Today's fast-paced economy demands that businesses change or die. Few companies manage corporate transformations as well as they would like. It is said that anywhere from 50 to 80 percent of all change initiatives fail.
Between 1980 and 1995, researchers at the Harvard Business School tracked the impact of change efforts among the Fortune 100. Only 30 percent of those initiatives produced an improvement in bottom-line results that exceeded the company's cost of capital and only 50 percent led to an improvement in market share price. Each of the companies invested $1 billion in change programs over the 15-year period.
For years, companies have struggled with growing competition by introducing improvements into every function and process. But the competitive pressures keep increasing, the pace of change keeps accelerating and companies must continually search for higher levels of quality, service and overall business agility. The treadmill moves faster, companies work harder, but results improve slowly or not at all.
One problem is that too few people at every level really support the initiative with their hearts and minds. To foster pro-active effort and imaginative thinking, not only do you have to engage more employees, you've got to engage them more fully.
Change is intensely personal. For change to occur in any organization, each individual must think, feel or do something different. Even in large organizations, which depend on thousands of employees understanding company strategies well enough to translate them into appropriate actions, leaders must win their followers one by one.
Part of the problem stems from applying mechanistic models that were first used in scientific management under the legacy of Frederick Winslow Taylor. These principles were first applied to managing physical working manufacturing plants. When superimposed on the new model of today's knowledge organization, change initiatives are broken into pieces and then the pieces are managed. But today change is dynamic and the pieces are constantly in motion. The challenge is to innovate mental work not to replicate physical work.
How do you teach thousands of people to think strategically, recognize patterns, and anticipate problems and opportunities before they occur? There is a new level of complexity and "chaos" that can be managed only when information flows across boundaries. When we recognize that critical information can be held anywhere in and out of the organization, we create opportunities for those with information to influence decision-making.
An organization may simultaneously be working on TQM, process re-engineering, employee empowerment, and several other programs designed to improve performance. How do you connect and balance all the pieces? In managing change, the challenge is to understand how the pieces balance off one another, how changing one element changes the rest, and how sequencing and pace affect the whole structure.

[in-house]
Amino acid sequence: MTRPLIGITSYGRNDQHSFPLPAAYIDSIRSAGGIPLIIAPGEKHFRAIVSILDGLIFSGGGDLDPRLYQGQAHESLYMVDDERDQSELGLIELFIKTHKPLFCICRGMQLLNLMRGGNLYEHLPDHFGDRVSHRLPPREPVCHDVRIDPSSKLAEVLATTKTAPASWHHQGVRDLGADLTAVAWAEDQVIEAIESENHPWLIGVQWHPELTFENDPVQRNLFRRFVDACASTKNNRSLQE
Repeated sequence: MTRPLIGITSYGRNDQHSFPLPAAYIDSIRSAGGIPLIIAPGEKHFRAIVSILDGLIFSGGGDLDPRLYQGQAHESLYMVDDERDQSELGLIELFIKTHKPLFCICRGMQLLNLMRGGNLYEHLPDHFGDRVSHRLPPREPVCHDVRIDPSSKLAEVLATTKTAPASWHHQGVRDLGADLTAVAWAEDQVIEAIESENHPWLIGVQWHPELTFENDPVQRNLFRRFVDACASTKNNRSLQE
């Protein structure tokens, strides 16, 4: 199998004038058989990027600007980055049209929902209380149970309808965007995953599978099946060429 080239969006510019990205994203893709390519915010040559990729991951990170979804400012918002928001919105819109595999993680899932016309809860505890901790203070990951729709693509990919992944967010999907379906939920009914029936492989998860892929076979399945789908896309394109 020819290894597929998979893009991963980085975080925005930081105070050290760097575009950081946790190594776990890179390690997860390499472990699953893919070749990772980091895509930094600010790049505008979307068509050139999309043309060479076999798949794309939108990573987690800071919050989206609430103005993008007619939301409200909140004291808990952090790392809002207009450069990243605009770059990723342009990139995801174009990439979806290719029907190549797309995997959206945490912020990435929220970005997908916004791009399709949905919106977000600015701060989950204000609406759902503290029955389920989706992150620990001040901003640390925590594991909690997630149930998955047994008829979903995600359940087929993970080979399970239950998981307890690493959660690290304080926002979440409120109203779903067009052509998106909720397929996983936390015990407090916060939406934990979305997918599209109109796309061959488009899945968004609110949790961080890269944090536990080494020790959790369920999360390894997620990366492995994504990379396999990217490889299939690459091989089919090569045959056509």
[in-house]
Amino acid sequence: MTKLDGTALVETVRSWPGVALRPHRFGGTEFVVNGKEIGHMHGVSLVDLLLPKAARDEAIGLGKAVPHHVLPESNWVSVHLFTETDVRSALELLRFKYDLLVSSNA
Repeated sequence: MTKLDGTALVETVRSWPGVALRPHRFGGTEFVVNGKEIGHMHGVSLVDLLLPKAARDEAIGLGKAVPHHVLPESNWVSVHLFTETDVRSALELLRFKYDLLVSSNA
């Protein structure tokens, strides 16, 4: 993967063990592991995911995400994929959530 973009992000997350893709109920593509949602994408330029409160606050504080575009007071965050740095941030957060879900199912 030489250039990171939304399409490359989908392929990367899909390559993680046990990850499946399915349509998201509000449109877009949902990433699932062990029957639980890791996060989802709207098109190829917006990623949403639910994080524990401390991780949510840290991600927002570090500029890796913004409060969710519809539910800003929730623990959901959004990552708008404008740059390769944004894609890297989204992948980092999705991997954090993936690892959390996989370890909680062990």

Managing change means creating conversations between the people leading the change effort and those who are expected to implement the new strategies. It means managing the organizational context in which change can occur, as well as managing the emotional and intellectual connections that are essential for transformation.
Feelings and Perspectives
Change is fundamentally about feelings and perspectives. Companies that want their workers to contribute with their heads and hearts have to accept that emotions are essential to the new management style. The old management paradigm said that people are allowed to have feelings, as long as they are positive ones. The new management paradigm says that managing people is managing feelings. It's not whether or not people have "negative" emotions; it's how they deal with them. The most successful change programs reveal that large organizations connect with their people most directly through values – and that values, ultimately are about beliefs and feelings.
When an organization denies the validity of emotions in the workplace or seeks to permit only certain kinds of emotions, two things happen. The first is that managers cut themselves off from their own emotional lives. And in doing so, they cut off the ideas, solutions, and new perspectives that other people can contribute.
How then do you deal with negative emotions which are so common during change? It's true that getting a group of people together and allowing them to vent their emotions can initiate a negative spiral. A manager who is results-oriented may not be comfortable or prepared to deal with what his people have to say when it is negative.
The folowing is an approach that worked. A project director in a large organization scheduled meetings twice a week for his team undergoing a complex change effort. For the first 15 minutes, staff members were allowed to complain and vent. During this time period, people were allowed to say anything they felt. The second 15 minute period was devoted to bragging about gains and successes. Ending the meeting on how people overcame obstacles became an energizing process.
During the year of the change project, these meetings built up a remarkable degree of camaraderie among team members. Although harder for some to participate than others, everyone came to realize that the conversion project was hard for everyone. They began to give each other ideas about ways to handle tough situations. As they began to tell each other about their little victories, they felt like a winning team. When the project was over, they felt better about themselves and their organization than they had at the beginning.
Many consultants specialize in helping organizations navigate mergers, acquisitions, re-engineering and major change initiatives. Such change agents are familiar with poor outcomes of such projects. What makes for a successful change process? What can be learned from the multitude of change failures?
William Bridges says it well:
-- Bridges, Managing Transitions, 1991